As you might have guessed from the daft and something-short-of-hilarious TV ads, "Mortdecai" is an extended inside Anglo joke that most of us aren't in on.
But for a certain sort of Anglophile — one who recognizes the attempted homage to 1960s comedies, the late comics Terry-Thomas and Dudley Moore and other inspirations for Mike Myers' "Austin Powers" pictures — it's something less than awful. I mean, if watching Johnny Depp mince and curl his "Kaiser Bill" mustache and quip in his most foppish upper-class twit Brit accent for 100 minutes is your cup of Earl Grey, have at it.
Charlie Mortdecai is an English lord, an inbred art dealer, tax dodger and, by his own admission, "a rogue, a scoundrel." But when the Crown calls on him to find a stolen Goya painting, duty calls. That, and he owes $8 million in taxes and his bullying beauty of a wife (Gwyneth Paltrow, on the money) might leave him if they're broke.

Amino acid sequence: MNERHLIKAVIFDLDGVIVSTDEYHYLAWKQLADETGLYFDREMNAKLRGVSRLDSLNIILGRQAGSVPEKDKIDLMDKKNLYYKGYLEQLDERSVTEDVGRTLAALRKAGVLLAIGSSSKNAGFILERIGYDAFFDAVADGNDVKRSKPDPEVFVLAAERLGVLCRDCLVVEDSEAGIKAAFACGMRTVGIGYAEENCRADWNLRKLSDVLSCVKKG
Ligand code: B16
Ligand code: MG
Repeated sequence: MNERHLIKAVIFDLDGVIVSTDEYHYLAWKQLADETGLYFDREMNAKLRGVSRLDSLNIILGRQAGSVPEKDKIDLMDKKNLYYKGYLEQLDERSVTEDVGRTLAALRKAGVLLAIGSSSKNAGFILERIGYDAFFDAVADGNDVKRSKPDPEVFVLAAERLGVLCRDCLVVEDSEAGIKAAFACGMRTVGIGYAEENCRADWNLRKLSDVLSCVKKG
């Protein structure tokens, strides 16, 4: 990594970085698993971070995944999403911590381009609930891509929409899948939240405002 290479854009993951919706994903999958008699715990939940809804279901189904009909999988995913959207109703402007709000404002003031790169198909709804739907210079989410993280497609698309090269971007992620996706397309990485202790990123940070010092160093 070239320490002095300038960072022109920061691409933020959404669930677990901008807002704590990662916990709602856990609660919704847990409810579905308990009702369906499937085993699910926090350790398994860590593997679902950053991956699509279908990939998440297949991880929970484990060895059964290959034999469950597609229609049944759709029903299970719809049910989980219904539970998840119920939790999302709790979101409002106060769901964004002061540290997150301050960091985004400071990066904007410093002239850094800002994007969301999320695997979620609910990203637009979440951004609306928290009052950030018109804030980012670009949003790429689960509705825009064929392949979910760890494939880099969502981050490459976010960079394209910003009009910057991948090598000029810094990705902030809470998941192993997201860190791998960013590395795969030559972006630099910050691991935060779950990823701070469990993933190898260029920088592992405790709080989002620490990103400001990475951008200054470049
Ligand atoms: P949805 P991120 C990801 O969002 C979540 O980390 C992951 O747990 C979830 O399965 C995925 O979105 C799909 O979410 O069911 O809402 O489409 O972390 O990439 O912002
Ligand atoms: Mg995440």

Ewan McGregor plays a former Oxford classmate, now an MI-5 agent who wants this painting back and who pines for Mortdecai's wife. Paul Bettany is Jock, the Kato to Depp's Clouseau-like klutz. Jock takes punches and bullets for his boss, who always asks his driver, "manservant and thug" one thing — mid-calamity: "Will it be all right in the end?"
Jock refuses a straight answer. With reason, it turns out.
The movie rather pointlessly jets from London to Moscow, Hong Kong to Los Angeles. Others want the painting, a colorless lot of Russians, Chinese and an American. Jeff Goldblum has too little to play to give the film a decent comic foil and a much-needed arch villain.
What director David "Premium Rush" Koepp was shooting for was something on the order of those Peter Sellers "Pink Panther" movies. What he settled for is Depp twitching and mugging, in close-up, enduring an endless parade of mustache jokes.
Depp's English accent makes an amusing setting for his scripted one-liners. The government has a hefty file on him, "fat and well-handled, like a Welsh barmaid."
The story is nonsensical and the action tepid. So if you don't find the Brit-quips funny, there's not much for you in "Mortdecai," just vintage British motorcars, foppish gibberish and Depp curling and re-curling that mustache.